Practice makes perfect
Jennylyn Mercado has been in show business since 1999 and became popular after winning the “StarStruck” talent discovery tilt in 2003. She’s had attention-calling TV and film showcases like “My Faithful Husband,” “Blue Moon” and “Rosario,” but there have been times when her stellar career has lost some of its glitter and glow.
Now that she’s in her late 20s, however, she appears to have reenergized her portrayals. Practice does make perfect, and relative maturity enables an actress to expand and deepen her understanding of and ability to create believable and empathetic characters.
The “new and improved” Jennylyn came to the fore only a couple of seasons ago, by way of the sleeper indie hit, “English Only, Please.”
Along with costar Derek Ramsay, Jennylyn surprised viewers with her edgy portrayal of a survivor and “Jacqueline of all trades” who tutors a visiting Fil-Am (Ramsay), who’s come to Manila to get back at his ex-girlfriend. Expectedly, he eventually falls in love with his feisty tutor—but the film’s regulation Happy Ending takes more time to work itself out.
Jennylyn played her role so feistily and yet endearingly that she won, not just viewers’ hearts, but also the best actress plum at the 2014 Metro Manila Film Festival (MMFF).
Subsequent TV-film vehicles were less resoundingly effective for her, but “English” served notice that, after more than a decade in the biz, Jennylyn had finally “arrived.”
Yes, “English” was “only” an indie, but its success made big waves for her acting career.
Why? Her edgy portrayal was felt to be “right” for today’s gutsily “survival” scenario for some young-adult Filipinos.
And the fact that Jennylyn was easy on the eyes also helped a lot, because it made doting on and empathizing with her character that much easier.
It’s no surprise, therefore, that Jen’s follow-up film for 2015’s MMFF, “#Walang Forever,” cast her in a similarly “now” kind of role, a rom-com screenwriter whose movies are hits because she “plagiarizes” her own love experiences.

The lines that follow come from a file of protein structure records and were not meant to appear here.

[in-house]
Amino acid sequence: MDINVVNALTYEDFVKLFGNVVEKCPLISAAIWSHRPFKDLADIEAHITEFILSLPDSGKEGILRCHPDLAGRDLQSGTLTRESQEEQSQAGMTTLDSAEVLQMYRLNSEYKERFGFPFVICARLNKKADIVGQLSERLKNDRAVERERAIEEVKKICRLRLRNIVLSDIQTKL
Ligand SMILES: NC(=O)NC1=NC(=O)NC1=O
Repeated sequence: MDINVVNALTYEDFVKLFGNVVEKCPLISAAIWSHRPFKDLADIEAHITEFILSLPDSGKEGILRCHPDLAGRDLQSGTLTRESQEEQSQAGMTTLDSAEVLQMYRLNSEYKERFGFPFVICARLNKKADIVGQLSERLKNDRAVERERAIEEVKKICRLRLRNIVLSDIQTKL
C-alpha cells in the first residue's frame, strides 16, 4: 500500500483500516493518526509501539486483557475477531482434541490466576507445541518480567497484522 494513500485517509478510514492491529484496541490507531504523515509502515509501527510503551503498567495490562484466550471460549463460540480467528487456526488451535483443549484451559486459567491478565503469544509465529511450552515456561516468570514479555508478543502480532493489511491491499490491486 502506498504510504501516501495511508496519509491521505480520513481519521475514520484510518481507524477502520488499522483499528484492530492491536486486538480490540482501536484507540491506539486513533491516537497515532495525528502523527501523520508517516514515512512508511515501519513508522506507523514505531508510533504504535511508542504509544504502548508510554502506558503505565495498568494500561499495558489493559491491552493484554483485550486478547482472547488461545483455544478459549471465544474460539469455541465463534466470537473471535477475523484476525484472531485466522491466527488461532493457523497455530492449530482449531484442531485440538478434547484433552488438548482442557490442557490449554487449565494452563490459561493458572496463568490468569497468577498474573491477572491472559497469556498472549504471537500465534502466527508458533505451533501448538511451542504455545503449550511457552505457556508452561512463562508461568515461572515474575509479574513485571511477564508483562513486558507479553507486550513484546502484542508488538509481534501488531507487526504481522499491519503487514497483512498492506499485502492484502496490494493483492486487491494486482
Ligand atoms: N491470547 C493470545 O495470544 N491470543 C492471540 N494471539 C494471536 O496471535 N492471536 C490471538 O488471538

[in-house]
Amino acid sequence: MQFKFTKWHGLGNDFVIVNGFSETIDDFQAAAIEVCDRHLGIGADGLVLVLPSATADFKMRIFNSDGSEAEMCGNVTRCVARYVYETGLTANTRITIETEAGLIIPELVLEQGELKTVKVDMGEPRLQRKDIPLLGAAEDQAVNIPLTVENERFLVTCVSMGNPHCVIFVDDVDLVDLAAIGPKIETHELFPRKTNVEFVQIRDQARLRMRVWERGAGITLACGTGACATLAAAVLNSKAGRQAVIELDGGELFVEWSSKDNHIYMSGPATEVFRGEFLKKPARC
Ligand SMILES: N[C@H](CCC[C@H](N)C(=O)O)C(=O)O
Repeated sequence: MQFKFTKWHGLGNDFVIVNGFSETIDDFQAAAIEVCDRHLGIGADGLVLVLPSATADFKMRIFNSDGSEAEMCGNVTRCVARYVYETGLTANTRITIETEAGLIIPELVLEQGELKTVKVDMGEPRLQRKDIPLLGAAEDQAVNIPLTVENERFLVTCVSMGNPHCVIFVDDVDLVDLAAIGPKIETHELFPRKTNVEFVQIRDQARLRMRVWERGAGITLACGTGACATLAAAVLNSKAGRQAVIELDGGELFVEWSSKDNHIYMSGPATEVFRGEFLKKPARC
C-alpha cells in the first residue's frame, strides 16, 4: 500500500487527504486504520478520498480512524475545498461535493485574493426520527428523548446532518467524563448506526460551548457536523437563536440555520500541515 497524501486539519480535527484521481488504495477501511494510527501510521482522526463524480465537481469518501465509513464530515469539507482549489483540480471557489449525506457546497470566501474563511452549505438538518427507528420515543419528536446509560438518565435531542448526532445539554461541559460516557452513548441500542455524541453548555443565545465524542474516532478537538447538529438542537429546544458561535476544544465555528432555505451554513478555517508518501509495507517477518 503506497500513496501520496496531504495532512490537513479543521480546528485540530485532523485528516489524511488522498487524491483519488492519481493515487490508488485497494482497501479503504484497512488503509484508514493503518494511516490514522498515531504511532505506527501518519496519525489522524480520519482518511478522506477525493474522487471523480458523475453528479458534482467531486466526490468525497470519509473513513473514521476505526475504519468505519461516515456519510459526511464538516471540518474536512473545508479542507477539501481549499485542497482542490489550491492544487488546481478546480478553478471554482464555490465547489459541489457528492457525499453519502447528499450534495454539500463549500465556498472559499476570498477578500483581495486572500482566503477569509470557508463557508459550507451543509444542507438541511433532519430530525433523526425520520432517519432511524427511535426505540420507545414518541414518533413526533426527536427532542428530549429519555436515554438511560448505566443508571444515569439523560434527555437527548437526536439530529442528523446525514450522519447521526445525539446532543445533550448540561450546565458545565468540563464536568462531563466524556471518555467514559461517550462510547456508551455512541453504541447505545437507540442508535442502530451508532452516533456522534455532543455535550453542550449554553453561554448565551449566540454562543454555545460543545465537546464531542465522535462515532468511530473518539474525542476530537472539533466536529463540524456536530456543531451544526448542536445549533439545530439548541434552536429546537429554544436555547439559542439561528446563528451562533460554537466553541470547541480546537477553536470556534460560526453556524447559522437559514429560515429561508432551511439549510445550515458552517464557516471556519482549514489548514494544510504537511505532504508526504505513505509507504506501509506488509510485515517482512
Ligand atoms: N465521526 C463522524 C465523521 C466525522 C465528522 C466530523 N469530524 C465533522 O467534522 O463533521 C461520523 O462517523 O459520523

At first blush, the similarity in tone, texture and tempo is a distraction and limitation, but the film soon takes a more mordant and less rom-com turn, so Jennylyn avoids being accused of “Xeroxing” her hit portrayal.
Since she deepened and expanded her thespic resources, Jennylyn was able to match Jericho Rosales’ prodigiously creative and prismatic portrayal of the film’s “doomed” male protagonist—a rare feat for any actress.
Jericho “gave” and “demanded” more than Ramsay did in “English,” so his costar had to always be on her toes and playing her “A” game—while they both made their “acting in tandem” act look deceptively easy-breezy for viewers.
The ultimate outcome was, both stars won lead acting trophies, with Jen delivering a one-two punch at the MMFF that’s one for the local movie books.
With those back-to-back successes going for her, 2017 should turn out to be Jennylyn’s best year yet! But, no more potentially limiting similarities in the roles she’s assigned to portray, OK?
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